Fatigue, the Brain and Therapists
Debilitating fatigue is not normal, and therapists must treat it seriously
Posted Apr 26, 2017
Fatigue is a common symptom of many health conditions and is even the primary symptom of some conditions (eg: Chronic Fatigue Syndome.) But it is not widely known that it is also commonly associated with brain disorders. In my years as a clinical psychologist and neuropsychologist I came across many patients and clients who, when carefully assessed, said that debilitating fatigue was their biggest concern. My students were trained to assess this along with other psychosocial problems even if the presenting problem was a brain disorder that seemed unlikely to be associated with fatigue.
It is now well established that following a mild head injury that results in a post-concussional syndrome, excessive fatigue will indeed be one of the main problems. The only treatment for this is to rest, and return to work, school and leisure activities gradually. The likely cause of fatigue as part of the post-concussional syndrome is the tearing and shearing of the white matter connecting the frontal cortex to the rest of the brain. Those frontal regions have a lot to do with our general level of alertness, so this makes sense. (See my PsychToday blog post: The Unseen Injury: Post-concussional Syndrome). A large study I and my colleagues published on the outcome of subarachnoid haemorrhage (this occurs when blood is expelled at high pressure around the outside of the brain when a weak point on an aneurysm bursts), showed that while in many cases survivors have a good recovery in terms of their general cognitive functions over the next few months to a year, a staggering 86% to 90% still continue to suffer from debilitating fatigue 12 months later. 35% still suffer from fatigue and report it as problematic when assessed after 4 and 7 years. This is probably due to mild diffuse cortical damage caused by the toxic effects of the blood around the brain.
Indeed people who suffer almost any sort of trauma to the brain, from surgery to remove a brain tumor to dementia will likely suffer from fatigue. If you have ever been in a situation where you have been deprived of sleep for 30 or more hours you will have a sense of what this does to you; it makes you feel fuzzy, unfocused, irritable, and irrational. It reduces your reaction and response times and makes you less tolerant of noise and alcohol. It affects your attention span and therefore your ability to take in new information—that is, you will feel as if your memory has been compromised (which, of course, it has).
More recently it has been shown that pituitary disorders, even small benign pituitary adenomas (swellings of the pituitary gland) which are common (one study puts the prevalence rate at 16.7%) and are found more often in women than men, are often undiagnosed or underdiagnosed by medical practitioners. The pituitary gland is a pea-sized gland which sits in a bony hollow just behind the bridge of the nose. It is attached to the base of the brain by a stalk. It secretes hormones and also controls several other hormone glands in the body, and disorders of it can thus result in a wide range of symptoms. A recent small qualitative survey published in the Pituitary World News reported a wide range of mental health problems (eg: anxiety/panic, mood fluctuations) in people with pituitary disorders, but of interest when ‘physical symptoms’ were self-reported, the most common was fatigue, followed by headache (often a co-symptom with fatigue).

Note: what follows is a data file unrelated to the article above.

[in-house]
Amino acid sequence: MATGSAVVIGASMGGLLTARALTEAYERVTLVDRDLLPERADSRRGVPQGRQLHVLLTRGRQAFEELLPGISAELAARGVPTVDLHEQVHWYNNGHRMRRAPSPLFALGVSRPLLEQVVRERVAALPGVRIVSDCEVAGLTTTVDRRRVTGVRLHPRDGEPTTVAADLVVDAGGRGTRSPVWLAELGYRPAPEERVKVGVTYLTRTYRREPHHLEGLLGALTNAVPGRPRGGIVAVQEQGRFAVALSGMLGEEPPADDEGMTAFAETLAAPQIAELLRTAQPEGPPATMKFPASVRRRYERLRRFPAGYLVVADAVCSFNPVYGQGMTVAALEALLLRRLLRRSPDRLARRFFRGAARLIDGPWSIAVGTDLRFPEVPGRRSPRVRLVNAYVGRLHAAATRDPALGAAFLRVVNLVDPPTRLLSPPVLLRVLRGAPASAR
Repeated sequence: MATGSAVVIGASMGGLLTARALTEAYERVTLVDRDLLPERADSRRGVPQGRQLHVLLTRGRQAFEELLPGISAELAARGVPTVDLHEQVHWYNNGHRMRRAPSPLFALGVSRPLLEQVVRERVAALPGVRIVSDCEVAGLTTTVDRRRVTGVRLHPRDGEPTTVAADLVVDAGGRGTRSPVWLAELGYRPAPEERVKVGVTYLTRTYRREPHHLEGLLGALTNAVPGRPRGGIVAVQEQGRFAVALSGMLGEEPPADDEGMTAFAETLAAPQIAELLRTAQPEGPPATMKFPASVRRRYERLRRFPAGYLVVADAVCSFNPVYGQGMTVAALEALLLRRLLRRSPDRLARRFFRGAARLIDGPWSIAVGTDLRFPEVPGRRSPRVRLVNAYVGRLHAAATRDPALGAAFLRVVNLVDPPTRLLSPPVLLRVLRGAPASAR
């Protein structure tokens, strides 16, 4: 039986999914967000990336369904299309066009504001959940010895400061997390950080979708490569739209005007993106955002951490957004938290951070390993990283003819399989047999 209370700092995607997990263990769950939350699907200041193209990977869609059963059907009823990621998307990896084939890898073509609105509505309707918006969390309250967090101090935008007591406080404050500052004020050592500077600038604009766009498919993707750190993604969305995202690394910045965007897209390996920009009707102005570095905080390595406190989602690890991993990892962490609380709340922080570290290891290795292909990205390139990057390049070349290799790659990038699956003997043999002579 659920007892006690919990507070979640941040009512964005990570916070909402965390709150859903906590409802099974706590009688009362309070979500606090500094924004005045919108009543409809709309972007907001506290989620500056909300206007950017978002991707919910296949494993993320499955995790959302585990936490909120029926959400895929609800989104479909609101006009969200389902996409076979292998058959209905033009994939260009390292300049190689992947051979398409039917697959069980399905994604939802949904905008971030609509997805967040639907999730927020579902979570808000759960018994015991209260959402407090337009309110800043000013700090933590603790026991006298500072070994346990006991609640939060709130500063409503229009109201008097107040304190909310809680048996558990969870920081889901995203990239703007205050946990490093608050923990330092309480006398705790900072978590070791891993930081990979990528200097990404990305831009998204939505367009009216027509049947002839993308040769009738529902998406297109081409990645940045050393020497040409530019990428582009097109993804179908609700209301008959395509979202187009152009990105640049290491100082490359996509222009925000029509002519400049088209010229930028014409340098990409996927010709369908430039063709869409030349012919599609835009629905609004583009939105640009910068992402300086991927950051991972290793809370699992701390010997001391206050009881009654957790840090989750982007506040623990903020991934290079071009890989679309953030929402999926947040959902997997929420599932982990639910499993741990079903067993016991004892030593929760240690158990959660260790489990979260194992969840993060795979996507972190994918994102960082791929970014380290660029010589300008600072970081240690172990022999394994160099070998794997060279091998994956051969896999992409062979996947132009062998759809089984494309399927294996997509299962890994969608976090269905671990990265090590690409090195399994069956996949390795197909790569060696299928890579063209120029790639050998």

This “mental” or “psychological” type of fatigue that is so common after damage or disorders of the brain is different in quality from good healthy fatigue after lots of exercise. With that sort of fatigue, when you get into that lovely bed you fall asleep in a healthy way, likely stay sweetly asleep all night, and awake refreshed in the morning. With “mental” fatigue sleep may be of poor quality and on awakening the individual feels as tired as before. Of course this is not really “mental” or “psychological” fatigue, as its cause is physical; a brain that is not working as efficiently because of physical damage.
The take-home message here is this: if you are a therapist or medical doctor, take reports of debilitating fatigue seriously for two reasons; your client may have some sort of brain disorder, or if you know this is already the case (for example if you are counselling someone with a post-concussional syndrome, or you know they have a pituitary disorder) take their fatigue seriously and give them coping strategies to help them through this stage (rest, relaxation exercises, establishing a relaxing routine before they go to bed). And of course, and always important, acknowledge their fatigue as a real symptom, rather than brushing it aside as “something we all have to cope with some time. Now let’s work on your poor memory.” Once the fatigue resolves, that poor memory (and the irritability, and mood swings, and headaches, and even depression) may well improve as well.
Ogden, JA, Mee, EW, Henning, M: A prospective study of psychosocial adaptation following subarachnoid Haemorrhage. Neuropsychological Rehabilitation, 4;7-30, 1994
Ogden, JA, Utley, T, Mee, EW. Neurological and psychosocial outcome four to seven years after subarachnoid Hemorrhage. Neurosurgery, 41:25-34, 1997.